Bulgaria has successfully sold five-year bonds worth 950 million euro on July 2, at an interest rate of below five per cent, as targeted by the Finance Ministry, media reports said.
According to Reuters, the bonds were initially priced at 350 basis points above mid-swaps interest rate (resulting in a final interest rate of about 4.8 per cent), but was later lowered by 30 basis points.
Bulgaria’s Finance Ministry said that the issue, maturing on July 9 2017, would carry an annual coupon of 4.25 per cent.
In a statement, the ministry said that the issue drew a very diverse base of investors, with UK-based entities buying a quarter of the bonds, followed by German investors (17 per cent) and Austrian ones (13 per cent). Investment banks snapped 43 per cent of the bonds, with banks accounting for 19 per cent, while insurance and pension funds took up 14 per cent of the total.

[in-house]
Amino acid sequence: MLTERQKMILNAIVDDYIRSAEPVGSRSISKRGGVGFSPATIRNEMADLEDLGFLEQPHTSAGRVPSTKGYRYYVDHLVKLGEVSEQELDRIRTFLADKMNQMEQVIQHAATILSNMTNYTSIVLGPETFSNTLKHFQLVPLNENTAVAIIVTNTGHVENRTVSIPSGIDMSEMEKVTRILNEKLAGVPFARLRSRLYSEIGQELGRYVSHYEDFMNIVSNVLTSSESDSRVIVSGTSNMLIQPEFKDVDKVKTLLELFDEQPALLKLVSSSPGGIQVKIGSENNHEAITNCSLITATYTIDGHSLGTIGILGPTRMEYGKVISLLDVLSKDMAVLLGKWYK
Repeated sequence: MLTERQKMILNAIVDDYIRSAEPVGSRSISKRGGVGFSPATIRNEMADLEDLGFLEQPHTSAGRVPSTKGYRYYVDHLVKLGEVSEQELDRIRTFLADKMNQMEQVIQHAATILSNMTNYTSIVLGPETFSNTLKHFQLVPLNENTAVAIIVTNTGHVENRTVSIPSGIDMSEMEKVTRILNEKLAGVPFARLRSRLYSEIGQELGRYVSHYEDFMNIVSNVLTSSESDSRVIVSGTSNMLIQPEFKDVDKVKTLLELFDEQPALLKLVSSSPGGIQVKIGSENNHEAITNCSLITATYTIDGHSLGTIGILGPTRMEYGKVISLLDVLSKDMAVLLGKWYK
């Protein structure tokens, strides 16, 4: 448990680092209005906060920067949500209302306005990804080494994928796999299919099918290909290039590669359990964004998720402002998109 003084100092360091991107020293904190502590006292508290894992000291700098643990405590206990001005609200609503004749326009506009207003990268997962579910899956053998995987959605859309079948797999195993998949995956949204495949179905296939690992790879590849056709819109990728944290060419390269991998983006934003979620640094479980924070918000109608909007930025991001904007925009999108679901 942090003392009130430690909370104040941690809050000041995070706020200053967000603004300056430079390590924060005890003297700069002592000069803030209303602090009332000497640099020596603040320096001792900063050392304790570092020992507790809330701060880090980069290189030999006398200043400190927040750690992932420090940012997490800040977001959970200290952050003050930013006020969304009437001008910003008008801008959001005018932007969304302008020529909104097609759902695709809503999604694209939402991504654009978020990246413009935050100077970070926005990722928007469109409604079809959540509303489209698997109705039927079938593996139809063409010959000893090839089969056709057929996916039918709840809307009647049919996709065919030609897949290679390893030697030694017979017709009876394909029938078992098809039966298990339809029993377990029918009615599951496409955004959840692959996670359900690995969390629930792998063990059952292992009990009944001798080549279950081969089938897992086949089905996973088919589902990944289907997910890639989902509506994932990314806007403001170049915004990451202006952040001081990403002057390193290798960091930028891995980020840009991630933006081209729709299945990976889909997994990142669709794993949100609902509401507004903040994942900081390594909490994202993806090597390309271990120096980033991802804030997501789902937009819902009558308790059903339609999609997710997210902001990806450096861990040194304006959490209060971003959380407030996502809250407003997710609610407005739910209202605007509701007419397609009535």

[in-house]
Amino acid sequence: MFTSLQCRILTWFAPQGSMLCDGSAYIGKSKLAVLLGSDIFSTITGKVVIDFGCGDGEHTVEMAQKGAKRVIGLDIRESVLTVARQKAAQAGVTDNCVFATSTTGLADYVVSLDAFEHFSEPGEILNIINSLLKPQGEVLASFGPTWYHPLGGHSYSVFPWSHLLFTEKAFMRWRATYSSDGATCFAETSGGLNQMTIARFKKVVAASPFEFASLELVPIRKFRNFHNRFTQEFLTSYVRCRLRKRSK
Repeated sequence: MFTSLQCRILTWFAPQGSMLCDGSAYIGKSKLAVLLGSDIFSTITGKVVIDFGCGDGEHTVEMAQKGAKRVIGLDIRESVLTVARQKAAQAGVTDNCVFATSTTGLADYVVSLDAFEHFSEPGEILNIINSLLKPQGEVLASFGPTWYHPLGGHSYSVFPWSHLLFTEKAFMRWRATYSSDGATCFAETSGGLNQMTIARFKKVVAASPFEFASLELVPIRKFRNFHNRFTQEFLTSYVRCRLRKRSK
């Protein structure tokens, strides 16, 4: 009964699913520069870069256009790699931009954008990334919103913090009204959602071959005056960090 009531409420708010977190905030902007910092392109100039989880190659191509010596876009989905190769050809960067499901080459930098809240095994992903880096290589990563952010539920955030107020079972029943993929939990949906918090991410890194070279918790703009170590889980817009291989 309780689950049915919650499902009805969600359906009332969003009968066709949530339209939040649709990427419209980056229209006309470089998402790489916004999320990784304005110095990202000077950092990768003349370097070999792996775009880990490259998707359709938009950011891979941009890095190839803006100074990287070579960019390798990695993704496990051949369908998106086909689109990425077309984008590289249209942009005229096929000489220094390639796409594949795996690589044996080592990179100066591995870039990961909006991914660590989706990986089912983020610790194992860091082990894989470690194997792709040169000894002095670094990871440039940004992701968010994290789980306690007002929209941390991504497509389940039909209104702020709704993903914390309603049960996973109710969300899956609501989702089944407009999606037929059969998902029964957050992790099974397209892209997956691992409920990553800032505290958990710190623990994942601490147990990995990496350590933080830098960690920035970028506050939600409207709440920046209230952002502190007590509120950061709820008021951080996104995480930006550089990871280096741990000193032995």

Bulgaria appeared to time its first foray on the international markets since 2002 well, taking advantage of the window of optimism opening after last week’s European Council, at which agreed to recapitalise ailing banks, but also strong domestic data that showed the Budget with a surplus of 67.4 million leva for the first five months of the year.
“The successful placement of this euro-denominated issue under such particularly unstable market conditions in the euro zone is proof of the strong credit position and strong interest of the international markets in Bulgaria,” the ministry’s statement said.
The ministry moved fast, having secured Parliament’s approval for the new issue in June, after picking BNP Paribas, HSBC and Raiffeisen Bank to manage the issue.
The proceeds will be used to repay debt due in January 2013, issued in 2002 and 2003 by the Simeon Saxe-Coburg cabinet to swop for US dollar-denominated Brady bonds. (The subsequent devaluation of the US dollar versus the euro cost Bulgarian taxpayers about a billion leva, an inquest by the Finance Ministry found in 2011.)
(Finance Minister Simeon Dyankov photo by Finance Ministry)